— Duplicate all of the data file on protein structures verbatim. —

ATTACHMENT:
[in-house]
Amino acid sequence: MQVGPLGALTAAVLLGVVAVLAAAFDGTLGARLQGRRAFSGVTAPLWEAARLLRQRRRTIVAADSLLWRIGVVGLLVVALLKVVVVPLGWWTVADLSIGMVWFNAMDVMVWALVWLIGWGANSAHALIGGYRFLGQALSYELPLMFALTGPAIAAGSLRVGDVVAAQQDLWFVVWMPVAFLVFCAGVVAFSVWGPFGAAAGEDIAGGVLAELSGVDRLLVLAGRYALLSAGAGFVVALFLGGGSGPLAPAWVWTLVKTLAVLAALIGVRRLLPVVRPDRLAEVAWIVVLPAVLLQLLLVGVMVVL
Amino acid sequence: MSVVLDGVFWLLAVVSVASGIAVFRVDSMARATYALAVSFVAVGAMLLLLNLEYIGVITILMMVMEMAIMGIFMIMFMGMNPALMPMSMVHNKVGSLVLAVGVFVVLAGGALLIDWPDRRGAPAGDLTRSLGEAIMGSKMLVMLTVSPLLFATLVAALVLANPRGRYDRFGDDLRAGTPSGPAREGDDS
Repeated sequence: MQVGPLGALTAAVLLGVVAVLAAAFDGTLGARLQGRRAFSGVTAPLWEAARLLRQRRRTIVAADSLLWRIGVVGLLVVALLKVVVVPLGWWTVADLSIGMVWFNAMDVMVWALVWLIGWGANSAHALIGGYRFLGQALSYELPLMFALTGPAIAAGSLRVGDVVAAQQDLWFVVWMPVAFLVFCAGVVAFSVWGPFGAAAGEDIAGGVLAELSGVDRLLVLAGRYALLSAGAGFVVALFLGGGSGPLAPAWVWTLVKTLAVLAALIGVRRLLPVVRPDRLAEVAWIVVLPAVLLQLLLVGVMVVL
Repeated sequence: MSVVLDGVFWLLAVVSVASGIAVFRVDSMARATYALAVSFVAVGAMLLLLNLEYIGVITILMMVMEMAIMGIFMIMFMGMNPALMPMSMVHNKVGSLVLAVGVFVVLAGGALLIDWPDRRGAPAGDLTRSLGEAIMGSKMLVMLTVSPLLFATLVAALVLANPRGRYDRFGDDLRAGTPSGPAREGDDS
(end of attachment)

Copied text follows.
[in-house]
Amino acid sequence: MQVGPLGALTAAVLLGVVAVLAAAFDGTLGARLQGRRAFSGVTAPLWEAARLLRQRRRTIVAADSLLWRIGVVGLLVVALLKVVVVPLGWWTVADLSIGMVWFNAMDVMVWALVWLIGWGANSAHALIGGYRFLGQALSYELPLMFALTGPAIAAGSLRVGDVVAAQQDLWFVVWMPVAFLVFCAGVVAFSVWGPFGAAAGEDIAGGVLAELSGVDRLLVLAGRYALLSAGAGFVVALFLGGGSGPLAPAWVWTLVKTLAVLAALIGVRRLLPVVRPDRLAEVAWIVVLPAVLLQLLLVGVMVVL
Amino acid sequence: MSVVLDGVFWLLAVVSVASGIAVFRVDSMARATYALAVSFVAVGAMLLLLNLEYIGVITILMMVMEMAIMGIFMIMFMGMNPALMPMSMVHNKVGSLVLAVGVFVVLAGGALLIDWPDRRGAPAGDLTRSLGEAIMGSKMLVMLTVSPLLFATLVAALVLANPRGRYDRFGDDLRAGTPSGPAREGDDS
Repeated sequence: MQVGPLGALTAAVLLGVVAVLAAAFDGTLGARLQGRRAFSGVTAPLWEAARLLRQRRRTIVAADSLLWRIGVVGLLVVALLKVVVVPLGWWTVADLSIGMVWFNAMDVMVWALVWLIGWGANSAHALIGGYRFLGQALSYELPLMFALTGPAIAAGSLRVGDVVAAQQDLWFVVWMPVAFLVFCAGVVAFSVWGPFGAAAGEDIAGGVLAELSGVDRLLVLAGRYALLSAGAGFVVALFLGGGSGPLAPAWVWTLVKTLAVLAALIGVRRLLPVVRPDRLAEVAWIVVLPAVLLQLLLVGVMVVL
Repeated sequence: MSVVLDGVFWLLAVVSVASGIAVFRVDSMARATYALAVSFVAVGAMLLLLNLEYIGVITILMMVMEMAIMGIFMIMFMGMNPALMPMSMVHNKVGSLVLAVGVFVVLAGGALLIDWPDRRGAPAGDLTRSLGEAIMGSKMLVMLTVSPLLFATLVAALVLANPRGRYDRFGDDLRAGTPSGPAREGDDS